The Art of Ikebana: Beauty in Simplicity

Ikebana: the Marie Kondo of the floral world. The belief that minimalist arrangements nurture spirituality, capturing a moment in time and evoking place-specific feelings.

It's a centuries-old Japanese art form deriving from 'Ike' meaning living, and 'Hana' meaning flowers, and while minimalism goes against everything we do at G&T – have you seen our deluxe bouquets? – it's a practice we can totally get behind.

With life a bit of a struggle for everyone at the moment, we could all do with a little bit of flower-induced Zen, and that's exactly what Ikebana's all about: finding that deep connection with nature and some next-level spirituality.
Two long-stemmed purple flowers displayed Ikebana-style in a shallow dish against a marbled background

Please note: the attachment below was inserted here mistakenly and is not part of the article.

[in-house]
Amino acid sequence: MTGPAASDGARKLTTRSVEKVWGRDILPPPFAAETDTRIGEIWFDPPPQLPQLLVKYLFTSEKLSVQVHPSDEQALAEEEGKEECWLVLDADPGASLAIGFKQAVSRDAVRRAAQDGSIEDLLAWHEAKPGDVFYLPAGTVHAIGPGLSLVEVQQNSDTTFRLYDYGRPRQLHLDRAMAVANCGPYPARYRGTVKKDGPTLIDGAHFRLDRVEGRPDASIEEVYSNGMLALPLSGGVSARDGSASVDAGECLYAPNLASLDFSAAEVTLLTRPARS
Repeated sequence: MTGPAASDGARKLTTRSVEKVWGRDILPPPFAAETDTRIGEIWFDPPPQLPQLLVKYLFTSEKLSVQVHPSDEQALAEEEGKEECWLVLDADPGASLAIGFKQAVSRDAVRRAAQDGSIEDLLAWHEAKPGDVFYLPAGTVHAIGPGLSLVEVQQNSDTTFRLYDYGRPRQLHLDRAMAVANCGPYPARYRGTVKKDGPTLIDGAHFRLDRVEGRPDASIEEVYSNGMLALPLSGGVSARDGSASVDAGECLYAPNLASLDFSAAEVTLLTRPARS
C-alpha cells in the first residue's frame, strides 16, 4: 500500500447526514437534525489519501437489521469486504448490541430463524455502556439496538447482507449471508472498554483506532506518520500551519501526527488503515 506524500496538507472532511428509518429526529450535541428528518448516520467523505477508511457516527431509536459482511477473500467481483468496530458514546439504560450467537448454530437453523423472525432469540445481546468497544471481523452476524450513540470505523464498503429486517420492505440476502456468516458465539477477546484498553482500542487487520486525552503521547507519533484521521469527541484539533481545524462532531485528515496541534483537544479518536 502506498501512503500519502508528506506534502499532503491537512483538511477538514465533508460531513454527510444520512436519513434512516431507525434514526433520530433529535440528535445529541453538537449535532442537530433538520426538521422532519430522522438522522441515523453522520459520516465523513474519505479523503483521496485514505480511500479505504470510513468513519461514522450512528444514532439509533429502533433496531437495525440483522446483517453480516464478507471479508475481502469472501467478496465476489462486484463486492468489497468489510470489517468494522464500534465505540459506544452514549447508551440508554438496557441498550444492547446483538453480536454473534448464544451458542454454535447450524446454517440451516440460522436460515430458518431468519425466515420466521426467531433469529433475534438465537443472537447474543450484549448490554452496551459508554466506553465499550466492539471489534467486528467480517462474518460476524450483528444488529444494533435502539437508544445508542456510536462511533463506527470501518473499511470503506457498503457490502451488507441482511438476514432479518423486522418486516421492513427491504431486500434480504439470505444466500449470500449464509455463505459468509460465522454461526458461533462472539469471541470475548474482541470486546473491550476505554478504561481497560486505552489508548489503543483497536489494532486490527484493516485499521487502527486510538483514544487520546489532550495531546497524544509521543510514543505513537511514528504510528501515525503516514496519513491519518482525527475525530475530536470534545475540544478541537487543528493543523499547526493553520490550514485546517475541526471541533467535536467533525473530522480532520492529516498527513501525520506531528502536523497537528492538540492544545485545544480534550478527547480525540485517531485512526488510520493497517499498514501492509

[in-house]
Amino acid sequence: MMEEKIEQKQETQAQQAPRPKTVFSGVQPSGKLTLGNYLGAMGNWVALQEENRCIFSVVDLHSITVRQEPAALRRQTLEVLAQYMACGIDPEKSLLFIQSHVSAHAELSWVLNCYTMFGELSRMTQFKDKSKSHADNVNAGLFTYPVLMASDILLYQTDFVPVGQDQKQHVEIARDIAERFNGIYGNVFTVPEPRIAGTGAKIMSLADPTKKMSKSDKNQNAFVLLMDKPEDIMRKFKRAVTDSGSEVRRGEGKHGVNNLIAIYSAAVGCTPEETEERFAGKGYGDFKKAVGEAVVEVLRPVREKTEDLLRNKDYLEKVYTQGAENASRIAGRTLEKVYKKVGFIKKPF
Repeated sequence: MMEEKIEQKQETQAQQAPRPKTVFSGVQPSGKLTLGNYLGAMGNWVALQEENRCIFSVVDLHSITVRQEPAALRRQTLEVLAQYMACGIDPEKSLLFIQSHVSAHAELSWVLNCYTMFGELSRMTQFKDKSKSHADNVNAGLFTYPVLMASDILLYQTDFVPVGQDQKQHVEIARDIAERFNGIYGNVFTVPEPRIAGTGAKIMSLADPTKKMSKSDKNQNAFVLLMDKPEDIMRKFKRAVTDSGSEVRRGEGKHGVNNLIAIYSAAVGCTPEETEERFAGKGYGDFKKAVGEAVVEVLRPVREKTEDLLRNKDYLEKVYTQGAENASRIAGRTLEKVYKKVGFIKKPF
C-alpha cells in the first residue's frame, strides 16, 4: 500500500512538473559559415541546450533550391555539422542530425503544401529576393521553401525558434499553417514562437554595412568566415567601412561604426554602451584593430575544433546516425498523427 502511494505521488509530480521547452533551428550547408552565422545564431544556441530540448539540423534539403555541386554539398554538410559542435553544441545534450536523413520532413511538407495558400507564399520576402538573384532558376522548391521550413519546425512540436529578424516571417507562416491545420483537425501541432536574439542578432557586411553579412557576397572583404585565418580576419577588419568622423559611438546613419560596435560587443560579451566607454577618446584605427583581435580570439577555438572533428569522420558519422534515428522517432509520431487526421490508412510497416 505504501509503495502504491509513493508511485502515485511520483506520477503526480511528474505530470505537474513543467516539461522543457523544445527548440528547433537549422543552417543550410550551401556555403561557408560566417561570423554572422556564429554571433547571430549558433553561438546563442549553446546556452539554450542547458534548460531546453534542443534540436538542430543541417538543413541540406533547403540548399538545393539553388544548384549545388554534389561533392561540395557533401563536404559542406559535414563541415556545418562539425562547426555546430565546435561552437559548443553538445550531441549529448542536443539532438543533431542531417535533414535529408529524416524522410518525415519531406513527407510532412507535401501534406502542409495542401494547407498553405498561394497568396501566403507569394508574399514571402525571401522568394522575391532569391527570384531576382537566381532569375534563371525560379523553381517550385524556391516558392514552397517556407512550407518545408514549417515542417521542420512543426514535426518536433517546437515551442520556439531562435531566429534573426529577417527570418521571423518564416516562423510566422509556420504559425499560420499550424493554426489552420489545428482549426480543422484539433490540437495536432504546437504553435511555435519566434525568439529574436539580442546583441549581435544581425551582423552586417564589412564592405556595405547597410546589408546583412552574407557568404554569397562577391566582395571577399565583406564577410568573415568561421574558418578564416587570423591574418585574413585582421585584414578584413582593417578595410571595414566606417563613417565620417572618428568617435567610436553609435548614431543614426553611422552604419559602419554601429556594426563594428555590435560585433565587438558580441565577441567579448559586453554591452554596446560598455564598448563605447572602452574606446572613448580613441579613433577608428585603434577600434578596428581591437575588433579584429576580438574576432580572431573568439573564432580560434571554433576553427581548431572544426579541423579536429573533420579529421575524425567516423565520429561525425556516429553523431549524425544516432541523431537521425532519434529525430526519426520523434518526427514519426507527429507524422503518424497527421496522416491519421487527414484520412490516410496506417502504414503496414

So what's Ikebana all about?

Unlike Western flower arrangements that often include a variety of blooms and foliage, Ikebana focuses on simplicity and minimalism, with arrangements typically consisting of three main elements: the Shin, the Soe and the Hikae (representing heaven, humanity and earth respectively).

But why?

Ikebana practitioners believe that every flower has a spirit and that by arranging them, they can communicate with nature and the divine, taking into consideration what's happening in the here and now.
A floral display of purple, burgundy and red fresh flowers, with ears of wheat and fresh green foliage
Is it just flowers?

Pretty much. Artists often use seasonal and locally sourced flowers and foliage to connect the arrangement to the current time and place. Vase choice is pretty crucial, too: the flowers are the main attraction, so its container needs to big up the arrangement without getting in the way, just like the ultimate wingman.

If you fancy giving it a go, then come get yo' Zen on at our Ikebana Workshop on Saturday 16th September. Click here for more details.
A woman in a striped top organises orange, gold and burgundy foliage into an Ikebana arrangement.

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